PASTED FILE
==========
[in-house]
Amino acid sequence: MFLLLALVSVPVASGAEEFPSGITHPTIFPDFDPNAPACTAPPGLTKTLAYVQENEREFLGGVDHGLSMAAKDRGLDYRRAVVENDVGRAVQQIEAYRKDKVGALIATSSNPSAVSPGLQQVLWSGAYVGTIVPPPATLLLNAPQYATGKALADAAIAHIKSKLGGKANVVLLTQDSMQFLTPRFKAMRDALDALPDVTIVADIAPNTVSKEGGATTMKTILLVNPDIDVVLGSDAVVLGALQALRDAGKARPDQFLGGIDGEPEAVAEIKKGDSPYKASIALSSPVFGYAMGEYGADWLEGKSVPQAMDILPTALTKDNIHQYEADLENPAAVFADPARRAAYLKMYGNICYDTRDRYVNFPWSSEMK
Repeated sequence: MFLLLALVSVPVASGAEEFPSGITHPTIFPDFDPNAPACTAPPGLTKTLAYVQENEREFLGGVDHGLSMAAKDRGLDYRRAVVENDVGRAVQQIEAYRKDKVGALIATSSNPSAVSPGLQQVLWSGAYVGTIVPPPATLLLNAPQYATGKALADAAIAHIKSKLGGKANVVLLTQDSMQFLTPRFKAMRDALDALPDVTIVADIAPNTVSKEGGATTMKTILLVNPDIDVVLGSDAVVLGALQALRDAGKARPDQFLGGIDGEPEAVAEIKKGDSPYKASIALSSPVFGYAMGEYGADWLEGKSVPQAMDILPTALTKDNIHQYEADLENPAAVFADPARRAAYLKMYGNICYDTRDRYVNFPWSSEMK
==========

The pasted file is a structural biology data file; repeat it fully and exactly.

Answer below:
[in-house]
Amino acid sequence: MFLLLALVSVPVASGAEEFPSGITHPTIFPDFDPNAPACTAPPGLTKTLAYVQENEREFLGGVDHGLSMAAKDRGLDYRRAVVENDVGRAVQQIEAYRKDKVGALIATSSNPSAVSPGLQQVLWSGAYVGTIVPPPATLLLNAPQYATGKALADAAIAHIKSKLGGKANVVLLTQDSMQFLTPRFKAMRDALDALPDVTIVADIAPNTVSKEGGATTMKTILLVNPDIDVVLGSDAVVLGALQALRDAGKARPDQFLGGIDGEPEAVAEIKKGDSPYKASIALSSPVFGYAMGEYGADWLEGKSVPQAMDILPTALTKDNIHQYEADLENPAAVFADPARRAAYLKMYGNICYDTRDRYVNFPWSSEMK
Repeated sequence: MFLLLALVSVPVASGAEEFPSGITHPTIFPDFDPNAPACTAPPGLTKTLAYVQENEREFLGGVDHGLSMAAKDRGLDYRRAVVENDVGRAVQQIEAYRKDKVGALIATSSNPSAVSPGLQQVLWSGAYVGTIVPPPATLLLNAPQYATGKALADAAIAHIKSKLGGKANVVLLTQDSMQFLTPRFKAMRDALDALPDVTIVADIAPNTVSKEGGATTMKTILLVNPDIDVVLGSDAVVLGALQALRDAGKARPDQFLGGIDGEPEAVAEIKKGDSPYKASIALSSPVFGYAMGEYGADWLEGKSVPQAMDILPTALTKDNIHQYEADLENPAAVFADPARRAAYLKMYGNICYDTRDRYVNFPWSSEMK